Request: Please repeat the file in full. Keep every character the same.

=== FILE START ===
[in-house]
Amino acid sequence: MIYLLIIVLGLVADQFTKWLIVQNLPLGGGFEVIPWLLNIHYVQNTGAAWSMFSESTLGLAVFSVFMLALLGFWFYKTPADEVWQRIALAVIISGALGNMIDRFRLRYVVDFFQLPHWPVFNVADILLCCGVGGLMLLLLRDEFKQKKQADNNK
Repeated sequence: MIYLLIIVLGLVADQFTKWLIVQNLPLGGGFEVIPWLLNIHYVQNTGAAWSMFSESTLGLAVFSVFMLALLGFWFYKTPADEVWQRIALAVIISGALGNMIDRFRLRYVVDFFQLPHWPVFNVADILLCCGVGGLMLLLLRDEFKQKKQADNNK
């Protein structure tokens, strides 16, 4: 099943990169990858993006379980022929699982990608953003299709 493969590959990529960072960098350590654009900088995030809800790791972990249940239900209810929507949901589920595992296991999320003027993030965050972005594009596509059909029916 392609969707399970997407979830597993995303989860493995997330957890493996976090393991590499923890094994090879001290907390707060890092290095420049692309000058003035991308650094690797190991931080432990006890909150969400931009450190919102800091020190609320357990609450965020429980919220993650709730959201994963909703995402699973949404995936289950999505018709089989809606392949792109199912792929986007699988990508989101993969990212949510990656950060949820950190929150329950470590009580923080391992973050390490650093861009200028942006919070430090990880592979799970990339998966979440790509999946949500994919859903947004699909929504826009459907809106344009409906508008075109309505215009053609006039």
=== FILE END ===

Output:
[in-house]
Amino acid sequence: MIYLLIIVLGLVADQFTKWLIVQNLPLGGGFEVIPWLLNIHYVQNTGAAWSMFSESTLGLAVFSVFMLALLGFWFYKTPADEVWQRIALAVIISGALGNMIDRFRLRYVVDFFQLPHWPVFNVADILLCCGVGGLMLLLLRDEFKQKKQADNNK
Repeated sequence: MIYLLIIVLGLVADQFTKWLIVQNLPLGGGFEVIPWLLNIHYVQNTGAAWSMFSESTLGLAVFSVFMLALLGFWFYKTPADEVWQRIALAVIISGALGNMIDRFRLRYVVDFFQLPHWPVFNVADILLCCGVGGLMLLLLRDEFKQKKQADNNK
């Protein structure tokens, strides 16, 4: 099943990169990858993006379980022929699982990608953003299709 493969590959990529960072960098350590654009900088995030809800790791972990249940239900209810929507949901589920595992296991999320003027993030965050972005594009596509059909029916 392609969707399970997407979830597993995303989860493995997330957890493996976090393991590499923890094994090879001290907390707060890092290095420049692309000058003035991308650094690797190991931080432990006890909150969400931009450190919102800091020190609320357990609450965020429980919220993650709730959201994963909703995402699973949404995936289950999505018709089989809606392949792109199912792929986007699988990508989101993969990212949510990656950060949820950190929150329950470590009580923080391992973050390490650093861009200028942006919070430090990880592979799970990339998966979440790509999946949500994919859903947004699909929504826009459907809106344009409906508008075109309505215009053609006039």